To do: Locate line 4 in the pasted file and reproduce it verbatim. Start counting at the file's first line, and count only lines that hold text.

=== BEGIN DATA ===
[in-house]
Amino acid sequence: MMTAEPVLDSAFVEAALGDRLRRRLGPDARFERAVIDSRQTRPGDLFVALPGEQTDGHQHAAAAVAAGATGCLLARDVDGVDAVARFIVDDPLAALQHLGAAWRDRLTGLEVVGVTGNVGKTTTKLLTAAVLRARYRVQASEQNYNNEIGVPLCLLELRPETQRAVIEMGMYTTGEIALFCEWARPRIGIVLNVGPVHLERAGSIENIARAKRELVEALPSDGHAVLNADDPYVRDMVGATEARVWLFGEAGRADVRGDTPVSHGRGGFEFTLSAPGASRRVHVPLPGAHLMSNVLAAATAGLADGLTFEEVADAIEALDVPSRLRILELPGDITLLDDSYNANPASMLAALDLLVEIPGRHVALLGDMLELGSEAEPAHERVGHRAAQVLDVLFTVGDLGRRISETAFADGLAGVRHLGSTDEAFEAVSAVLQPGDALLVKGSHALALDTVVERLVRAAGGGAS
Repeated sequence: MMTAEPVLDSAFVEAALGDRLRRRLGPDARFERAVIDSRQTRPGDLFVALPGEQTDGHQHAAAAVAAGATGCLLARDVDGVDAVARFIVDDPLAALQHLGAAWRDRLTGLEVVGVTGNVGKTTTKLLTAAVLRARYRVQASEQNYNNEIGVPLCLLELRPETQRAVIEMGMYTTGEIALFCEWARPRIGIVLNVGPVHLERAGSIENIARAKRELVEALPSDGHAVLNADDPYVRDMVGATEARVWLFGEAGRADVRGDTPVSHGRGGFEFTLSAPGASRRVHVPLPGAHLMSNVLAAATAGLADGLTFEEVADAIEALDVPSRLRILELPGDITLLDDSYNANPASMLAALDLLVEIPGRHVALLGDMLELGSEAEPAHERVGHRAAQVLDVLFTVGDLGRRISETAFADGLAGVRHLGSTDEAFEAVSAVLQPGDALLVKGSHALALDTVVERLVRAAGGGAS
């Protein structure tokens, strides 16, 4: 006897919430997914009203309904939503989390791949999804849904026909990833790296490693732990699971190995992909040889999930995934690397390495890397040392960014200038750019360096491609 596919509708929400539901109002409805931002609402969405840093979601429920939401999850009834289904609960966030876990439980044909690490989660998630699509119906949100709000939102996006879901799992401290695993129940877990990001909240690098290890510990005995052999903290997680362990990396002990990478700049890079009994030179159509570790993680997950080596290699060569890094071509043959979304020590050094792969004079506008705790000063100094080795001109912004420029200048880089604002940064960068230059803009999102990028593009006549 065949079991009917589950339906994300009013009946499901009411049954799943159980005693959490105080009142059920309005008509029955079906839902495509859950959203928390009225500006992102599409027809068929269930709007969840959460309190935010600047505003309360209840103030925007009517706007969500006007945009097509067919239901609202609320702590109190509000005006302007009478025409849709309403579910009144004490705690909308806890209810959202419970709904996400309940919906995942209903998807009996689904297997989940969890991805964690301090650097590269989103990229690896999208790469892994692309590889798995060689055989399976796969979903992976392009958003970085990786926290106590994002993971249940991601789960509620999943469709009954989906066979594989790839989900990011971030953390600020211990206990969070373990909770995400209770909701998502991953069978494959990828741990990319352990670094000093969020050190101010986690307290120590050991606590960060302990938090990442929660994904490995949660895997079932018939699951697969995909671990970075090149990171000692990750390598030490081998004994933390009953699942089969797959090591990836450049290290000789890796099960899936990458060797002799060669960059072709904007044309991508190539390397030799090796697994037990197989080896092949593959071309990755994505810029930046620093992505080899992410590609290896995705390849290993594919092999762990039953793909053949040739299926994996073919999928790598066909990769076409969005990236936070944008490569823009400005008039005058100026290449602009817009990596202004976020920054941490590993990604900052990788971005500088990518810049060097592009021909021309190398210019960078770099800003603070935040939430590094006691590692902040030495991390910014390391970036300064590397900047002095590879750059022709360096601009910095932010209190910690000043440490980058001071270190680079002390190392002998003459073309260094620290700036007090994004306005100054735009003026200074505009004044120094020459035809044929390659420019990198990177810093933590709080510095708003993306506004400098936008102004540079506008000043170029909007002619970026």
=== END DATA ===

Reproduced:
């Protein structure tokens, strides 16, 4: 006897919430997914009203309904939503989390791949999804849904026909990833790296490693732990699971190995992909040889999930995934690397390495890397040392960014200038750019360096491609 596919509708929400539901109002409805931002609402969405840093979601429920939401999850009834289904609960966030876990439980044909690490989660998630699509119906949100709000939102996006879901799992401290695993129940877990990001909240690098290890510990005995052999903290997680362990990396002990990478700049890079009994030179159509570790993680997950080596290699060569890094071509043959979304020590050094792969004079506008705790000063100094080795001109912004420029200048880089604002940064960068230059803009999102990028593009006549 065949079991009917589950339906994300009013009946499901009411049954799943159980005693959490105080009142059920309005008509029955079906839902495509859950959203928390009225500006992102599409027809068929269930709007969840959460309190935010600047505003309360209840103030925007009517706007969500006007945009097509067919239901609202609320702590109190509000005006302007009478025409849709309403579910009144004490705690909308806890209810959202419970709904996400309940919906995942209903998807009996689904297997989940969890991805964690301090650097590269989103990229690896999208790469892994692309590889798995060689055989399976796969979903992976392009958003970085990786926290106590994002993971249940991601789960509620999943469709009954989906066979594989790839989900990011971030953390600020211990206990969070373990909770995400209770909701998502991953069978494959990828741990990319352990670094000093969020050190101010986690307290120590050991606590960060302990938090990442929660994904490995949660895997079932018939699951697969995909671990970075090149990171000692990750390598030490081998004994933390009953699942089969797959090591990836450049290290000789890796099960899936990458060797002799060669960059072709904007044309991508190539390397030799090796697994037990197989080896092949593959071309990755994505810029930046620093992505080899992410590609290896995705390849290993594919092999762990039953793909053949040739299926994996073919999928790598066909990769076409969005990236936070944008490569823009400005008039005058100026290449602009817009990596202004976020920054941490590993990604900052990788971005500088990518810049060097592009021909021309190398210019960078770099800003603070935040939430590094006691590692902040030495991390910014390391970036300064590397900047002095590879750059022709360096601009910095932010209190910690000043440490980058001071270190680079002390190392002998003459073309260094620290700036007090994004306005100054735009003026200074505009004044120094020459035809044929390659420019990198990177810093933590709080510095708003993306506004400098936008102004540079506008000043170029909007002619970026």